14. After a sky-diving accident, Laurie was unable to make sense of other people’s speech. It is likely that her cortex was damaged in: • A) the sensory area. • B) Broca’s area. • C) the angular gyrus. • D) Wernicke’s area.
15. In a recent car accident, Justin sustained damage to his right cerebral hemisphere. This injury is most likely to reduce his ability to: • A) tell an angry face from a happy one. • B) solve arithmetic problems. • C) speak clearly. • D) process information quickly.
16. In order for you to experience the pain of being stuck with a pin, ___ must first relay messages from your ankle to your central nervous system. • A) the limbic system. • B) interneurons. • C) sensory neurons. • D) the reticular formation.
17. When you’re stressed and your heart races, perspiration increases and pupils dilate, the ___ is activated. • A) somatic nervous system • B) parasympathetic branch • C) sympathetic branch • D) spinal reflex
19. The ____ system is made up of glands which secret ___ into the bloodstream. • A) peripheral nervous; antagonists • B) sympathetic; neurotransmitters • C) autonomic; action potentials • D) endocrine; hormones
21. This device is often used to diagnose seizure activity by recording electrical activity of the brain: • A) CAT scan. • B) EEG. • C) PET scan. • D) MRI.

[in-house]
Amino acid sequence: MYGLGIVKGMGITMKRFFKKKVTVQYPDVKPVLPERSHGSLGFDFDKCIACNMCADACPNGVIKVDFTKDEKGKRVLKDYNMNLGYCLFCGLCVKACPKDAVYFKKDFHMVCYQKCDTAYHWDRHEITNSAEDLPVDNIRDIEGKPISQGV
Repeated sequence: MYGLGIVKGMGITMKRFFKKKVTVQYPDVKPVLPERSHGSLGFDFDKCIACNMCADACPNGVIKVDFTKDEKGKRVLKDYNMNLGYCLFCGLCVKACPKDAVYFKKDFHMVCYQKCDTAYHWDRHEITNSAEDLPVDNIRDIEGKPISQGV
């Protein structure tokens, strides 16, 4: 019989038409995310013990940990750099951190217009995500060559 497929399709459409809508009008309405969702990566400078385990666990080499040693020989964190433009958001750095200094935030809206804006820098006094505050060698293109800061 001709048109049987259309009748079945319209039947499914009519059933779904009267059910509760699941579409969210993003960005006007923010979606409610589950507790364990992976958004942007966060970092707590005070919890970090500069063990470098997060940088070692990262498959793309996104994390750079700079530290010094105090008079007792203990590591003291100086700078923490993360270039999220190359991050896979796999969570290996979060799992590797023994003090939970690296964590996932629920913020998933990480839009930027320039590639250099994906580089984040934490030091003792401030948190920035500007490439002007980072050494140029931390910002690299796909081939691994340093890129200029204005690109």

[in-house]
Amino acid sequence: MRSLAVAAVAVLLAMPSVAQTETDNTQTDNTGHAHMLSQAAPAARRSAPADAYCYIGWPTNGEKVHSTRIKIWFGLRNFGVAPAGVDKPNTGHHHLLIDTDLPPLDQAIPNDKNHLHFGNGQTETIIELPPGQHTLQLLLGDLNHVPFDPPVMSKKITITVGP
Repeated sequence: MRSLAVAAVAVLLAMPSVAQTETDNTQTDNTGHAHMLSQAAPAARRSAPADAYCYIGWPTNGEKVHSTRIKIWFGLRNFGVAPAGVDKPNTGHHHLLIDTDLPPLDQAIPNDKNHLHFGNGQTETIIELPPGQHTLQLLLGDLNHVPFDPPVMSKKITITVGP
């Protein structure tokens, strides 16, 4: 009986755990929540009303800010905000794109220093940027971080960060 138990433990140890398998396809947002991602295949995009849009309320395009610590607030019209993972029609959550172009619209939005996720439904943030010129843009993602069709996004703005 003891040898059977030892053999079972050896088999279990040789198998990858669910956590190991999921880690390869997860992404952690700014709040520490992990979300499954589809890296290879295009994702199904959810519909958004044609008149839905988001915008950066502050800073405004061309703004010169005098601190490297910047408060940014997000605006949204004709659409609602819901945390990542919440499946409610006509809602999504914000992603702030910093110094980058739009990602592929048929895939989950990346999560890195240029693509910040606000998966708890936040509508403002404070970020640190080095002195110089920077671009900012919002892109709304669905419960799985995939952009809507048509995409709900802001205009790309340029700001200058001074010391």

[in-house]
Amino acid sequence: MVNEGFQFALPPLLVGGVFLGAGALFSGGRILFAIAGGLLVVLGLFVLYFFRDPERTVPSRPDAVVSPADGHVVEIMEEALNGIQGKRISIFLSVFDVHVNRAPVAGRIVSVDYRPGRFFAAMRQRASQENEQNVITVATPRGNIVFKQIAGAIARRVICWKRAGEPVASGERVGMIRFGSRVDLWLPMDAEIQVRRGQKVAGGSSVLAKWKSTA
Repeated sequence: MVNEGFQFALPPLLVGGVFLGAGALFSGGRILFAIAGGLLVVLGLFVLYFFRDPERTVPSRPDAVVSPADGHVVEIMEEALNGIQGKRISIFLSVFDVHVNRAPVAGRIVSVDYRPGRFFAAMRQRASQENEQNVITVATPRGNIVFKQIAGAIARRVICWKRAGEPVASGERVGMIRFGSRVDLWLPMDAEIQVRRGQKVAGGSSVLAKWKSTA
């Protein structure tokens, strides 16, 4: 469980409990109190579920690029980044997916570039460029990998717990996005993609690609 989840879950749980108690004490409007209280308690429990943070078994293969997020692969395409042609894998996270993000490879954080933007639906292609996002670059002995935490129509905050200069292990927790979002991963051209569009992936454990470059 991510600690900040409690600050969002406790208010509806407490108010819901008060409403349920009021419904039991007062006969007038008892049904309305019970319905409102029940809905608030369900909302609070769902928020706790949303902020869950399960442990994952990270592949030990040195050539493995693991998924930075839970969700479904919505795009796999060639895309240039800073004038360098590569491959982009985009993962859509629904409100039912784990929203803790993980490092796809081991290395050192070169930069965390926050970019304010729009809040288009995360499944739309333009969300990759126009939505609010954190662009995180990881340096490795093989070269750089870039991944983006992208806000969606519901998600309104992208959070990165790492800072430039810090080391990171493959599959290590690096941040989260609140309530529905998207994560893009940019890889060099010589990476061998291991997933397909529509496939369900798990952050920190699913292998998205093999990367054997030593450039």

22. A person with a “split brain” had surgery to cut the: • A) frontal lobe. • B) corpus callosum. • C) sensory from the motor strip. • D) cerebellum from the cerebral cortex.
23. The person most likely to suggest that the shape of a person’s skull indicates the extent to which that individual is argumentative and aggressive would be a: • A) neurologist. • B) behavior geneticist. • C) psychoanalyst. • D) phrenologist.
24: Phineas Gage had extensive damage to his ____ of the brain, effecting his ____. • A) frontal lobe; personality • B) right hemisphere; speech • C) left temporal lobe; reasoning • D) cerebellum; coordination
25. Stimulate this area in a cat, and it will either fear a mouse or become extremely aggressive. • A) hippocampus. • B) hypothalamus. • C) amygdala. • D) thalamus.
2. The prenatal stage of development has three phases, in the order of: • A) embryo, fetus, zygote. • B) zygote, fetus, embryo. • C) fertile, fetal, birth. • D) zygote, embryo, fetus.
3. Teratogens are: • A) recessive genes that result in birth defects. • B) microorganisms that can cause mutations in normal development. • C) toxic agents which can cause defects in an embryo or fetus. • D) alleles that react negatively to the environment.
6. Touching a newborn’s cheek can trigger the ___ reflex, turning its head toward the source of touch and opening its mouth. • A) sucking. • B) rooting. • C) grasping. • D) nuzzling.
7. Newborns prefer to look at: • A) a bull’s eye pattern. • B) a human face. • C) a circle. • D) a shiny object.
8. As infants gain familiarity with repeated exposure to a visual stimulus, their interest wanes and they look away sooner. This is called: • A) habituation. • B) visual boredom. • C) visual exhaustion. • D) object permanence.
9. Psychologists who study physical, social and cognitive changes throughout the human life cycle are: • A) child psychologists. • B) developmental psychologists. • C) clinical psychologists. • D) cognitive-behavioral psychologists.